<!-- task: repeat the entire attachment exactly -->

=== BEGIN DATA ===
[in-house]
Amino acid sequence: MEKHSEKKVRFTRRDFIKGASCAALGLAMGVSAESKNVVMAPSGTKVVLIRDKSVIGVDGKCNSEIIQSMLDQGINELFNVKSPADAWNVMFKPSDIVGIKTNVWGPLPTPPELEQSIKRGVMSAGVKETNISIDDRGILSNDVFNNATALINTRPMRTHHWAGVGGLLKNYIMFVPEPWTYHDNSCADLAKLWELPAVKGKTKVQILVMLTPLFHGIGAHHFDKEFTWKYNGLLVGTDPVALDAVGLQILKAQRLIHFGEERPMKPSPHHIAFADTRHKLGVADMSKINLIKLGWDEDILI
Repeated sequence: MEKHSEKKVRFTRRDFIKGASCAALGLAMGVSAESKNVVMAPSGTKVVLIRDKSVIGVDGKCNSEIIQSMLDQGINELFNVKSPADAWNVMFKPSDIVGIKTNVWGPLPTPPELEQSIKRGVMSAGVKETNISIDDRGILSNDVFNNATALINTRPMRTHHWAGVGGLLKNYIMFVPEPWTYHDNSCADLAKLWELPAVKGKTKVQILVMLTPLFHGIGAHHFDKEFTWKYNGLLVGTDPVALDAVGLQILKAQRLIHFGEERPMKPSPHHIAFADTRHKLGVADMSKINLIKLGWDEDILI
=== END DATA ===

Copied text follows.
[in-house]
Amino acid sequence: MEKHSEKKVRFTRRDFIKGASCAALGLAMGVSAESKNVVMAPSGTKVVLIRDKSVIGVDGKCNSEIIQSMLDQGINELFNVKSPADAWNVMFKPSDIVGIKTNVWGPLPTPPELEQSIKRGVMSAGVKETNISIDDRGILSNDVFNNATALINTRPMRTHHWAGVGGLLKNYIMFVPEPWTYHDNSCADLAKLWELPAVKGKTKVQILVMLTPLFHGIGAHHFDKEFTWKYNGLLVGTDPVALDAVGLQILKAQRLIHFGEERPMKPSPHHIAFADTRHKLGVADMSKINLIKLGWDEDILI
Repeated sequence: MEKHSEKKVRFTRRDFIKGASCAALGLAMGVSAESKNVVMAPSGTKVVLIRDKSVIGVDGKCNSEIIQSMLDQGINELFNVKSPADAWNVMFKPSDIVGIKTNVWGPLPTPPELEQSIKRGVMSAGVKETNISIDDRGILSNDVFNNATALINTRPMRTHHWAGVGGLLKNYIMFVPEPWTYHDNSCADLAKLWELPAVKGKTKVQILVMLTPLFHGIGAHHFDKEFTWKYNGLLVGTDPVALDAVGLQILKAQRLIHFGEERPMKPSPHHIAFADTRHKLGVADMSKINLIKLGWDEDILI